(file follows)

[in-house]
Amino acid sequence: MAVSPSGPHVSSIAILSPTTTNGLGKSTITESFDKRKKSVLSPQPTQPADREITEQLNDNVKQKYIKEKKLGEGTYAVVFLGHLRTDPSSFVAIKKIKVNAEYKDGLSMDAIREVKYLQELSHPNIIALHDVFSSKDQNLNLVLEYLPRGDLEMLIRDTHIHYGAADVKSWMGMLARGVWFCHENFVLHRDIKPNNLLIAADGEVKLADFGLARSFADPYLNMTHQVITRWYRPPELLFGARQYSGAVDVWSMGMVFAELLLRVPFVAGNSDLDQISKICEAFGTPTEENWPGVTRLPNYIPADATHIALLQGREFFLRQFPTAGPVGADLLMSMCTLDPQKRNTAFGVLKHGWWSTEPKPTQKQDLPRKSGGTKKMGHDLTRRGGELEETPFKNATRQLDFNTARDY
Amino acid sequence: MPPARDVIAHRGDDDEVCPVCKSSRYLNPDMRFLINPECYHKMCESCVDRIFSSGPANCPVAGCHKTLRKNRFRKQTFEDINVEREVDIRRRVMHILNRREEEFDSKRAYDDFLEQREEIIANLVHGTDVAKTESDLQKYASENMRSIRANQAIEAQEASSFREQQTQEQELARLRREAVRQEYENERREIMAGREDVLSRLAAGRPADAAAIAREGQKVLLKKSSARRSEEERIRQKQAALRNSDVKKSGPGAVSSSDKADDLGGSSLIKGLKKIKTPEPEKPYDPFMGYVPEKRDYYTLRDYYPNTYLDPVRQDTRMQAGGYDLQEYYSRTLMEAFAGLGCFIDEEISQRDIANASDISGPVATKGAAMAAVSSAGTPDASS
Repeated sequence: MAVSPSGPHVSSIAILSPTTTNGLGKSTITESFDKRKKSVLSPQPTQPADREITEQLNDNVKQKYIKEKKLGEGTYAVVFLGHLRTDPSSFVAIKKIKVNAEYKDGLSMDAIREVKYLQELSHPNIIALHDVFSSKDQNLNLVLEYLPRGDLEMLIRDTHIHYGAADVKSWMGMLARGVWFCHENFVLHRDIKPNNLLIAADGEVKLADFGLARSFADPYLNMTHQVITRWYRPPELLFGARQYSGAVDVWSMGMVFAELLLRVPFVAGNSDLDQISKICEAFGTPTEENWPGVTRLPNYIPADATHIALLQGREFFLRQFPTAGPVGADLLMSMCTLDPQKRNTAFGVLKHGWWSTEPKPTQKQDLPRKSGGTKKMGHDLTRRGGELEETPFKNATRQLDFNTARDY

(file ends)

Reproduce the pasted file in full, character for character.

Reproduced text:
[in-house]
Amino acid sequence: MAVSPSGPHVSSIAILSPTTTNGLGKSTITESFDKRKKSVLSPQPTQPADREITEQLNDNVKQKYIKEKKLGEGTYAVVFLGHLRTDPSSFVAIKKIKVNAEYKDGLSMDAIREVKYLQELSHPNIIALHDVFSSKDQNLNLVLEYLPRGDLEMLIRDTHIHYGAADVKSWMGMLARGVWFCHENFVLHRDIKPNNLLIAADGEVKLADFGLARSFADPYLNMTHQVITRWYRPPELLFGARQYSGAVDVWSMGMVFAELLLRVPFVAGNSDLDQISKICEAFGTPTEENWPGVTRLPNYIPADATHIALLQGREFFLRQFPTAGPVGADLLMSMCTLDPQKRNTAFGVLKHGWWSTEPKPTQKQDLPRKSGGTKKMGHDLTRRGGELEETPFKNATRQLDFNTARDY
Amino acid sequence: MPPARDVIAHRGDDDEVCPVCKSSRYLNPDMRFLINPECYHKMCESCVDRIFSSGPANCPVAGCHKTLRKNRFRKQTFEDINVEREVDIRRRVMHILNRREEEFDSKRAYDDFLEQREEIIANLVHGTDVAKTESDLQKYASENMRSIRANQAIEAQEASSFREQQTQEQELARLRREAVRQEYENERREIMAGREDVLSRLAAGRPADAAAIAREGQKVLLKKSSARRSEEERIRQKQAALRNSDVKKSGPGAVSSSDKADDLGGSSLIKGLKKIKTPEPEKPYDPFMGYVPEKRDYYTLRDYYPNTYLDPVRQDTRMQAGGYDLQEYYSRTLMEAFAGLGCFIDEEISQRDIANASDISGPVATKGAAMAAVSSAGTPDASS
Repeated sequence: MAVSPSGPHVSSIAILSPTTTNGLGKSTITESFDKRKKSVLSPQPTQPADREITEQLNDNVKQKYIKEKKLGEGTYAVVFLGHLRTDPSSFVAIKKIKVNAEYKDGLSMDAIREVKYLQELSHPNIIALHDVFSSKDQNLNLVLEYLPRGDLEMLIRDTHIHYGAADVKSWMGMLARGVWFCHENFVLHRDIKPNNLLIAADGEVKLADFGLARSFADPYLNMTHQVITRWYRPPELLFGARQYSGAVDVWSMGMVFAELLLRVPFVAGNSDLDQISKICEAFGTPTEENWPGVTRLPNYIPADATHIALLQGREFFLRQFPTAGPVGADLLMSMCTLDPQKRNTAFGVLKHGWWSTEPKPTQKQDLPRKSGGTKKMGHDLTRRGGELEETPFKNATRQLDFNTARDY